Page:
Breaking The Waves: Until Death Do Us Part

As film technology advances, most filmmakers and studios will opt to use the most advanced filming technology present to have vibrant film images, to avoid technical issues with simpler cameras, and digital (or occasionally physical) sets to immerse the audience in the atmosphere of a film without needing to spend production time and budget on-location shooting. However, director Lars Von Trier, who collaborated with fellow Danish filmmaker Thomas Vinterberg by creating the stringent (but often broken) filming guidelines of the Dogme 95 film movement, still frequently used handheld camera filming in his films to immerse the audience in the realism of the film as an unseen character due to the mobile and unstable nature of shooting without a camera tripod. In Lars Von Trier’s breakthrough film Breaking The Waves (1996), the imperfect filming quality helps immerse the audience in the often tragic story of Bess McNeil (Emily Watson) as she is emotionally devastated over the paralyzing accident that her new husband Jan Nyman (Stellan Skarsgård) has recently gone through. With the use of inexpensive filming cameras, a realistic atmosphere, and a nostalgic soundtrack, Breaking The Waves has proven to be an influential work 25 years later for directors both experienced and new today.

Bess looks on wearing a wedding dress

The use of inexpensive filming equipment is one major aspect of the film that continues to be relevant within the film industry today. During scenes where Jan is shown working on the oil rig, the camera moves around as it follows the character, never able to stay still as the imperfect nature of holding a camera without a tool like a tripod or stabilizer mounts makes it hard to keep stable shots. This use of an inexpensive yet immersive filming manner is influential in the found-footage genre of films like District 9 (2009) or Searching (2018), as they utilize their lower-budget film equipment as a storytelling method where the imperfect camera becomes the audience’s immersion point.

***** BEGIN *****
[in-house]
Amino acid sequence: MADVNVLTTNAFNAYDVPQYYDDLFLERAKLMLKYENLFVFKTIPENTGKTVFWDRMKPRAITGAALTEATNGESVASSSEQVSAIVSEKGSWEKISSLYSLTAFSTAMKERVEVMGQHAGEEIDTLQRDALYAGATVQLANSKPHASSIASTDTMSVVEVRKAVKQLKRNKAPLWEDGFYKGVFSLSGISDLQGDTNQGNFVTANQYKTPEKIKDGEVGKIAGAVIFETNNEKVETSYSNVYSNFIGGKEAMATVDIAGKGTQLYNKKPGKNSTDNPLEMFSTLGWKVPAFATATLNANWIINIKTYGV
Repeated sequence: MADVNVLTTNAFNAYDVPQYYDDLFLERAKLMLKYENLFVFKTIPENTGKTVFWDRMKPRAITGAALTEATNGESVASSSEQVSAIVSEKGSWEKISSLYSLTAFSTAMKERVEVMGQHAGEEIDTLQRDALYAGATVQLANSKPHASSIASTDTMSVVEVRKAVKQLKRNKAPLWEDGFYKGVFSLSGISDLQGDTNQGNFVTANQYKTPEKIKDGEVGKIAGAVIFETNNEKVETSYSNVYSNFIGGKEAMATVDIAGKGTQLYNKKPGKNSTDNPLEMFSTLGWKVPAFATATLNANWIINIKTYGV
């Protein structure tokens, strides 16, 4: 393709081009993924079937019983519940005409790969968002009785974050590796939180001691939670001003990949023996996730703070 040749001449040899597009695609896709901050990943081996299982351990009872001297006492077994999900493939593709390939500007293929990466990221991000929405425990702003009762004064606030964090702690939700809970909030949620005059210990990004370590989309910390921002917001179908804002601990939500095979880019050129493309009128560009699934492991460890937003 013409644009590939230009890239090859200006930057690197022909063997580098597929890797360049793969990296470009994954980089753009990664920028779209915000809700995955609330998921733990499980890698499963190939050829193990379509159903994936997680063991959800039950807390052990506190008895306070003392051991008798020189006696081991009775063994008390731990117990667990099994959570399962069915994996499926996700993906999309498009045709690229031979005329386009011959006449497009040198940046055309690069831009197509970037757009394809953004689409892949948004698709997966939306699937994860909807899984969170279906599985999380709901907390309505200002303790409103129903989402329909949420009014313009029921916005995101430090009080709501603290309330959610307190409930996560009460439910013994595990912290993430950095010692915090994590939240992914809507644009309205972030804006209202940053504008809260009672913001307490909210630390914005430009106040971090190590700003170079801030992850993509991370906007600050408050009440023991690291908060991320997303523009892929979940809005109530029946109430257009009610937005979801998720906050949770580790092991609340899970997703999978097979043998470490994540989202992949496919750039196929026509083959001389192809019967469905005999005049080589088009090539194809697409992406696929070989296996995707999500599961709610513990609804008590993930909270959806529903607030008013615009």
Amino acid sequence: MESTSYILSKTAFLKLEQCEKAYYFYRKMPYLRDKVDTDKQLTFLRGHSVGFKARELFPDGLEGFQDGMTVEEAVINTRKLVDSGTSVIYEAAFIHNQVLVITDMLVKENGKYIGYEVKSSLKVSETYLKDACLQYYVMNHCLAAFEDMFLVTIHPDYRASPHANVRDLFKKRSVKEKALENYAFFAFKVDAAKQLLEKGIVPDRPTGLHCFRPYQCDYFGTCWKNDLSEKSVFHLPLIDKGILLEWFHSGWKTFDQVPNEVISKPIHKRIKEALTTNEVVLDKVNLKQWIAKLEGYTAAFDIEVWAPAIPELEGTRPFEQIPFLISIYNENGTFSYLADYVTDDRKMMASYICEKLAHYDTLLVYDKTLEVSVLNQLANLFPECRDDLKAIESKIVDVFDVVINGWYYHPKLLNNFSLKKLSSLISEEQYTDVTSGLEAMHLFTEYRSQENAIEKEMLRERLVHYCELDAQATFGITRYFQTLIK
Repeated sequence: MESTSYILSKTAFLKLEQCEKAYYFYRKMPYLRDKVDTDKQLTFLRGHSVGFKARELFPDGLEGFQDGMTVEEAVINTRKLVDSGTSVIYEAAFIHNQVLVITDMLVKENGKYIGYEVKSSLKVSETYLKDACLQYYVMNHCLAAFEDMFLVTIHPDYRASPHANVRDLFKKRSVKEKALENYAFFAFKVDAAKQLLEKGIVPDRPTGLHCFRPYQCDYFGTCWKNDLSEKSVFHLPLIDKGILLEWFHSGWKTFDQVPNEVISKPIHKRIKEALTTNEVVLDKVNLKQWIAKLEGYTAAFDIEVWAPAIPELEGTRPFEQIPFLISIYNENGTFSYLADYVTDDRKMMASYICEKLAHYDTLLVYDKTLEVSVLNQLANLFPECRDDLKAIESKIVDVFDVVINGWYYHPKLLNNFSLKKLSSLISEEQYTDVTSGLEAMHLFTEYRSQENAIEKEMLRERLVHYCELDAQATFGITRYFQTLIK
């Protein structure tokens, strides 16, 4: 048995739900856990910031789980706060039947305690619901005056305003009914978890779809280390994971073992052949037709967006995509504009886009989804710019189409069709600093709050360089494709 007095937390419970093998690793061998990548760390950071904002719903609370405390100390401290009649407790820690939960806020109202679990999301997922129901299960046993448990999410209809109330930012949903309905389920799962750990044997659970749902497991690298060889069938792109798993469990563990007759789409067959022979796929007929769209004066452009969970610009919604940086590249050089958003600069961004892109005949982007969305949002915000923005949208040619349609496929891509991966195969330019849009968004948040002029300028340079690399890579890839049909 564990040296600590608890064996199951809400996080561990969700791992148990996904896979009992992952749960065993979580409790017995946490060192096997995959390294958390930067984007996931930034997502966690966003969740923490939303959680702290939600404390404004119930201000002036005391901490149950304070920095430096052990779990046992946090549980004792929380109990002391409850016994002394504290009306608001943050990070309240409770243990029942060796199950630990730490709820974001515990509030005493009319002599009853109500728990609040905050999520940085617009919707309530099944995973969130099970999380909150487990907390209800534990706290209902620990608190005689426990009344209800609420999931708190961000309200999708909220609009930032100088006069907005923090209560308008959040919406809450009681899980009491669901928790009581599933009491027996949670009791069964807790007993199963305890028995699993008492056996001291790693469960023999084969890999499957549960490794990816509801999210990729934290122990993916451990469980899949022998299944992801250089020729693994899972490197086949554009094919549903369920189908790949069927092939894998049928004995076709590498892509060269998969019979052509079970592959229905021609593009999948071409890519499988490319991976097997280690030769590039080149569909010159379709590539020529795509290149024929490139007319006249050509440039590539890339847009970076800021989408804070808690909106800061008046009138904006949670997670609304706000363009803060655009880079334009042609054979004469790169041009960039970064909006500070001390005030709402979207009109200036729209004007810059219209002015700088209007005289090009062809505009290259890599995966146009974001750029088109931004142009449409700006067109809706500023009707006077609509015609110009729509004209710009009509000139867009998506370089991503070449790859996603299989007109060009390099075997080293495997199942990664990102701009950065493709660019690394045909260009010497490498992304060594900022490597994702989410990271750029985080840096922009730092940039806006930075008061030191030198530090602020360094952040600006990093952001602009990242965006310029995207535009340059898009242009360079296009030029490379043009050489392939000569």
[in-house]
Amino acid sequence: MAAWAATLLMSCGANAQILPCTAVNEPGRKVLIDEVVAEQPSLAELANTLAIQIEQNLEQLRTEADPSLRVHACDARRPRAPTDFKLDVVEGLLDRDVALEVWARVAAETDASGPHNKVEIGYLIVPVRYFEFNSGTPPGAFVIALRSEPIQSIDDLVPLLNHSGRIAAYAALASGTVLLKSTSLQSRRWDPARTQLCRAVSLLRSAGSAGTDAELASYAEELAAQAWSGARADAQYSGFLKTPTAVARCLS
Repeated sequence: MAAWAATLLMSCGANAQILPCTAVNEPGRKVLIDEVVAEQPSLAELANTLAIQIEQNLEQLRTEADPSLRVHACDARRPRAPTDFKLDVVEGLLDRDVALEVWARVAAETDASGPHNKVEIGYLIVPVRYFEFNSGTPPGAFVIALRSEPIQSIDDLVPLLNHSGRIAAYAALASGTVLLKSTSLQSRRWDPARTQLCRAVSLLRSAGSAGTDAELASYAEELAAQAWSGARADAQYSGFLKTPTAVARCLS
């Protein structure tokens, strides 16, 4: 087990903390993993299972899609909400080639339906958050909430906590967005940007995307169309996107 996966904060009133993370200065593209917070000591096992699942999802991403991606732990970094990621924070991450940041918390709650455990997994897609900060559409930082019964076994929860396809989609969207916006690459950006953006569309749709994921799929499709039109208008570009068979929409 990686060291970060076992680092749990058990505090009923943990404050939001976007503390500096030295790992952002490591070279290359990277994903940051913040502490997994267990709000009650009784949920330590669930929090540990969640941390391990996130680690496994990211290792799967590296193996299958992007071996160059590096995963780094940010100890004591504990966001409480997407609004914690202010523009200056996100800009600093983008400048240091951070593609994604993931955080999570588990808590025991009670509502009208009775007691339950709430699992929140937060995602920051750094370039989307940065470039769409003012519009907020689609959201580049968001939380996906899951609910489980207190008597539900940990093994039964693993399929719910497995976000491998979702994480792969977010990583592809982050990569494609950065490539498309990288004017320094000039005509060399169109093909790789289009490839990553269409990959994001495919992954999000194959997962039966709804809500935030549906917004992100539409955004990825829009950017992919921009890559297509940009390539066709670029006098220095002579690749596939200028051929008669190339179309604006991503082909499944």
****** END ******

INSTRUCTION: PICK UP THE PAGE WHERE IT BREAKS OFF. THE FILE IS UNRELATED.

Furthermore, the free-moving nature of a handheld camera helps the audience become immersed in the film as it avoids the artificially stable images that a tripod yields, allowing independent filmmakers to save on production costs by using even a smartphone as a handheld camera in a film like Tangerine (2015).

Another aspect of the Breaking The Waves‘s inexpensive filming equipment is the graininess over all of the film’s images (except for the chapter intertitles). Whereas the film could’ve used a more technically proficient camera and film stock besides 35 mm to achieve a sharper image, the grain of the film strengthens the film immersion even further due to the images resembling a sort of home movie quality that the moving handheld camera provides. And even though the most basic contemporary cellphone cameras have a much higher quality image display than the handheld camera used within the film, figures like Steven Soderbergh used a less-perfect smartphone camera to film all of Unsane (2018) where traditional filming cameras provide a sharper image, just as Lars Von Trier had the option to use a more technical filming camera.

Jan sits against a pillow with a neck brace on his neck

The realistic atmosphere of the entire film is another major aspect that makes it relevant today. As Bess has frequent conversations with God throughout Breaking The Waves, the audience observes a switch in voices from her normal prayer voice to a deeper one when she’s supposedly speaking the replies from God. This ambitious nature towards whether God is replying to her or not is a great characterization method to expose Bess’s tendency towards unending faith and devotion, even though from an observer’s viewpoint she is only talking to herself.